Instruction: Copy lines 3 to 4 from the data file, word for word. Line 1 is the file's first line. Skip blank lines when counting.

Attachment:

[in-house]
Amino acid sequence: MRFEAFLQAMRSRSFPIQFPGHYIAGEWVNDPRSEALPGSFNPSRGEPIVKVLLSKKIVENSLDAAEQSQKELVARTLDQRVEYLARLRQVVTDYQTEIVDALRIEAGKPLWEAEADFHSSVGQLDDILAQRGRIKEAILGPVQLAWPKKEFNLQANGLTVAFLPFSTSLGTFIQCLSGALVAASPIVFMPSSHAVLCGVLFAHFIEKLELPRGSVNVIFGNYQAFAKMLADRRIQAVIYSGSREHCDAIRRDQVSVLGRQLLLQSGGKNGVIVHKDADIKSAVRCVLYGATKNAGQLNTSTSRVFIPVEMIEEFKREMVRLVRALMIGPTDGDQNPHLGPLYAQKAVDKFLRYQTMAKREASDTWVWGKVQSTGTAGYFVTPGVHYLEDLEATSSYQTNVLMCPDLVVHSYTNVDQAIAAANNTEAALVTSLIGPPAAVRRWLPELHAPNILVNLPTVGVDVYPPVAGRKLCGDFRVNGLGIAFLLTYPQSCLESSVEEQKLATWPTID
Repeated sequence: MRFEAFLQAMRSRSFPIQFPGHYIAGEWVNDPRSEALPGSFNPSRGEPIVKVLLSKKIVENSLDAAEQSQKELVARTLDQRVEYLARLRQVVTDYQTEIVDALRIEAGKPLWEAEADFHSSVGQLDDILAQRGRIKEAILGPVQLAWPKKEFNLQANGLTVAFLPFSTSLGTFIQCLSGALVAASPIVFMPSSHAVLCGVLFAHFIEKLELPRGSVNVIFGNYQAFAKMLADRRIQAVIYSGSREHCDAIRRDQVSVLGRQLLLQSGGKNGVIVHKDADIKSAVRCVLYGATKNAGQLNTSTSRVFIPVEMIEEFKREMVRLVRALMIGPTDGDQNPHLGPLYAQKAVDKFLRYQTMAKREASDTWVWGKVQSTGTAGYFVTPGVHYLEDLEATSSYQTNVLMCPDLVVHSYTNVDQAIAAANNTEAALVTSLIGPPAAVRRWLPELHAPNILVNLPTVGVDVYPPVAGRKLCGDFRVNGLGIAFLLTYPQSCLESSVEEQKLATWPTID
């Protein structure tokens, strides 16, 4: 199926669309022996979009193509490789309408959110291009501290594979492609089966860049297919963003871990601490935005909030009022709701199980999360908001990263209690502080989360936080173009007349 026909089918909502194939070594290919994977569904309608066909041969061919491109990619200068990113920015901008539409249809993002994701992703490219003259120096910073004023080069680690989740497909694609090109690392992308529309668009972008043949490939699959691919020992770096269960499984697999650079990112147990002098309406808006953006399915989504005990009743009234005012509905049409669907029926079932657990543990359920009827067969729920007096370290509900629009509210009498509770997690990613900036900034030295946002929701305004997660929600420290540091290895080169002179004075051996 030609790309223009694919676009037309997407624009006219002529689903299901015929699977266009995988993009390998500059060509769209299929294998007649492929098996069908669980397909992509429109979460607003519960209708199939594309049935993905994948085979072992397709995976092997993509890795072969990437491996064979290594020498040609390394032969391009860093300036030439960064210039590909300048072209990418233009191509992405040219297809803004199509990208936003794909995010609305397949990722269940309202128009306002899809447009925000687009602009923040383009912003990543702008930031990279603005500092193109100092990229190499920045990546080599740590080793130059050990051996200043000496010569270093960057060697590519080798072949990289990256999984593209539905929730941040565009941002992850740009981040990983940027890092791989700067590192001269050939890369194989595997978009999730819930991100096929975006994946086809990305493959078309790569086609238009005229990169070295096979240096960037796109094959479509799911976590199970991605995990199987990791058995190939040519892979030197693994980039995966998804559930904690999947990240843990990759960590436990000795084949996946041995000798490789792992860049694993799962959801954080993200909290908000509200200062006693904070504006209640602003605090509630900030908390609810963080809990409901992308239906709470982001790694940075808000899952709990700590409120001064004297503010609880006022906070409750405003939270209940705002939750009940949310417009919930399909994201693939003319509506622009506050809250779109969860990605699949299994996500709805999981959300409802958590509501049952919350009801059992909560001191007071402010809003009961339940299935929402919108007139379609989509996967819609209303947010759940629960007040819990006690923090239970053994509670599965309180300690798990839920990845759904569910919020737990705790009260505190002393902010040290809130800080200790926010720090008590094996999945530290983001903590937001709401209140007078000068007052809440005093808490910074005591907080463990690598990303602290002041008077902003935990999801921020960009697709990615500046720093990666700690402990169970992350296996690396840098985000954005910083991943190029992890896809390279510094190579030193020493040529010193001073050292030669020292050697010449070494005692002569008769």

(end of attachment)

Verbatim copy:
Repeated sequence: MRFEAFLQAMRSRSFPIQFPGHYIAGEWVNDPRSEALPGSFNPSRGEPIVKVLLSKKIVENSLDAAEQSQKELVARTLDQRVEYLARLRQVVTDYQTEIVDALRIEAGKPLWEAEADFHSSVGQLDDILAQRGRIKEAILGPVQLAWPKKEFNLQANGLTVAFLPFSTSLGTFIQCLSGALVAASPIVFMPSSHAVLCGVLFAHFIEKLELPRGSVNVIFGNYQAFAKMLADRRIQAVIYSGSREHCDAIRRDQVSVLGRQLLLQSGGKNGVIVHKDADIKSAVRCVLYGATKNAGQLNTSTSRVFIPVEMIEEFKREMVRLVRALMIGPTDGDQNPHLGPLYAQKAVDKFLRYQTMAKREASDTWVWGKVQSTGTAGYFVTPGVHYLEDLEATSSYQTNVLMCPDLVVHSYTNVDQAIAAANNTEAALVTSLIGPPAAVRRWLPELHAPNILVNLPTVGVDVYPPVAGRKLCGDFRVNGLGIAFLLTYPQSCLESSVEEQKLATWPTID
């Protein structure tokens, strides 16, 4: 199926669309022996979009193509490789309408959110291009501290594979492609089966860049297919963003871990601490935005909030009022709701199980999360908001990263209690502080989360936080173009007349 026909089918909502194939070594290919994977569904309608066909041969061919491109990619200068990113920015901008539409249809993002994701992703490219003259120096910073004023080069680690989740497909694609090109690392992308529309668009972008043949490939699959691919020992770096269960499984697999650079990112147990002098309406808006953006399915989504005990009743009234005012509905049409669907029926079932657990543990359920009827067969729920007096370290509900629009509210009498509770997690990613900036900034030295946002929701305004997660929600420290540091290895080169002179004075051996 030609790309223009694919676009037309997407624009006219002529689903299901015929699977266009995988993009390998500059060509769209299929294998007649492929098996069908669980397909992509429109979460607003519960209708199939594309049935993905994948085979072992397709995976092997993509890795072969990437491996064979290594020498040609390394032969391009860093300036030439960064210039590909300048072209990418233009191509992405040219297809803004199509990208936003794909995010609305397949990722269940309202128009306002899809447009925000687009602009923040383009912003990543702008930031990279603005500092193109100092990229190499920045990546080599740590080793130059050990051996200043000496010569270093960057060697590519080798072949990289990256999984593209539905929730941040565009941002992850740009981040990983940027890092791989700067590192001269050939890369194989595997978009999730819930991100096929975006994946086809990305493959078309790569086609238009005229990169070295096979240096960037796109094959479509799911976590199970991605995990199987990791058995190939040519892979030197693994980039995966998804559930904690999947990240843990990759960590436990000795084949996946041995000798490789792992860049694993799962959801954080993200909290908000509200200062006693904070504006209640602003605090509630900030908390609810963080809990409901992308239906709470982001790694940075808000899952709990700590409120001064004297503010609880006022906070409750405003939270209940705002939750009940949310417009919930399909994201693939003319509506622009506050809250779109969860990605699949299994996500709805999981959300409802958590509501049952919350009801059992909560001191007071402010809003009961339940299935929402919108007139379609989509996967819609209303947010759940629960007040819990006690923090239970053994509670599965309180300690798990839920990845759904569910919020737990705790009260505190002393902010040290809130800080200790926010720090008590094996999945530290983001903590937001709401209140007078000068007052809440005093808490910074005591907080463990690598990303602290002041008077902003935990999801921020960009697709990615500046720093990666700690402990169970992350296996690396840098985000954005910083991943190029992890896809390279510094190579030193020493040529010193001073050292030669020292050697010449070494005692002569008769």